Revolutionizing PET Recycling: From Bottles To Fine Filament Movement
In the current scenario, PET bottle flakes are being extensively converted into fiber in India. The journey began with a capacity of 20 TPD approx. and has now escalated to a range of 80 to 100 TPD for solid fiber production. Numerous cotton/polyester spinning companies are now taking the initiative to establish polyester recycling fiber plants with capacities ranging from 80 to 100 TPD, primarily for their own consumption. Simultaneously, certain companies have opted for smaller capacities, around 30-50 TPD, focusing on hollow or color fibers. It is worth noting that Chinese production lines are favored over European brands.
While expanding within the fiber industry, some companies have recognized the potential of RPOY/RFDY (Recycled Partially Oriented Yarn/Recycled Fully Drawn Yarn) and have invested in new technologies, such as finisher systems in mechanical recycling processes. RPOY/RFDY production is particularly promising area of development. However, this demands high-quality PET bottles, especially when compared to the requirements for Recycled Polyester Staple Fibre (RPSF). The challenge lies in utilizing color PET bottles and color polyester yarn and/or fabric waste to create low Denier per Filament (dpf) and RPOY/RFDY with a dyeing guarantee. To address this challenge, there is a patented chemical recycling process available that extends up to the monomer stage, ensuring color removal and the production of fine dpf RPOY/RFDY with dyeing guarantees. While this approach involves substantial capital investment, it holds significant potential. Selecting appropriate equipment from Pet flakes preparation to winders for RPOY/RFDY lines is crucial. Opting for Chinese machinery complemented by key European equipment appears to strike a balance between investment costs and quality considerations. Maintaining consistent melt control and implementing fine filtration are vital to achieve fine denier and low dpf recycled products and control pressure fluctuations.
In instances of physical recycling, the preparation and drying of raw materials play a pivotal role, particularly when downstream degassing extruders are not available to mitigate damage to the polyester melt. Homogenization is also critical for specific raw materials, aiding in increasing and maintaining the required Intrinsic Viscosity (IV) as per process demands. It is essential to transmit this consistent IV to the spin beam, especially when aiming to produce fine dpf RPOY and operate at higher speeds on DTY machines. Overcoming these challenges will undoubtedly lead to the creation of improved RPOY.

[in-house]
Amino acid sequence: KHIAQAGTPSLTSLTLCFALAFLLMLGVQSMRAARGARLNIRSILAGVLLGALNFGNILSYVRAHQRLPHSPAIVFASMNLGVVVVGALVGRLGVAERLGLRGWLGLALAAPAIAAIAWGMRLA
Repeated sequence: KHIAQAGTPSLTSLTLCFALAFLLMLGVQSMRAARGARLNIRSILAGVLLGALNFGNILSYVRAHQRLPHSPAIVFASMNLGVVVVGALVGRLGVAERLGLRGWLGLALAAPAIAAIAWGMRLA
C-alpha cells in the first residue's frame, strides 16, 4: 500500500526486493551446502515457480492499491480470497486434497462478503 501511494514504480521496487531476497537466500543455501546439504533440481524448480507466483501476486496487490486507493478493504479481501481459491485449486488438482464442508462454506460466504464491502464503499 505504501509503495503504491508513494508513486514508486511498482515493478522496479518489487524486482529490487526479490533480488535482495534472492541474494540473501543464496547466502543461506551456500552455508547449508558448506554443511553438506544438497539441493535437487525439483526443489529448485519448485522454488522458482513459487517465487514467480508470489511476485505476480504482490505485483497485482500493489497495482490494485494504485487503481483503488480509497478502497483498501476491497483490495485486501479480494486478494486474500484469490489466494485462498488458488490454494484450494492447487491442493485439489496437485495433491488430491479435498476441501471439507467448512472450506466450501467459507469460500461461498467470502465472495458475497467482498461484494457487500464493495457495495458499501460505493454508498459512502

Furthermore, the bottle-to-bottle recycling concept is gaining traction. Companies that recycle PET bottles into fibre are now considering bottle-to-bottle (B-to-B) plants with regulatory compliance in mind. To meet FDA and EFSA compliance standards, companies intend to use the best quality PET bottle flakes for their B-to-B recycling projects to ensure high quality. Lower quality waste generated from the washing line can be effectively repurposed for creating Recycled Polyester Staple Fiber (RPSF) through a finisher system that increases the intrinsic viscosity of the melt.
In conclusion, the Indian PET bottle recycling industry is undergoing substantial transformations, with a strong focus on fibre production and potential developments in RPOY/RFDY and B-to-B recycling. Addressing technical challenges and optimizing production processes will contribute to achieving higher quality recycled products.
(Santtossh Ughade is the author of this article, and he is the director of Santech Machinery And Equipment Pvt. Ltd.)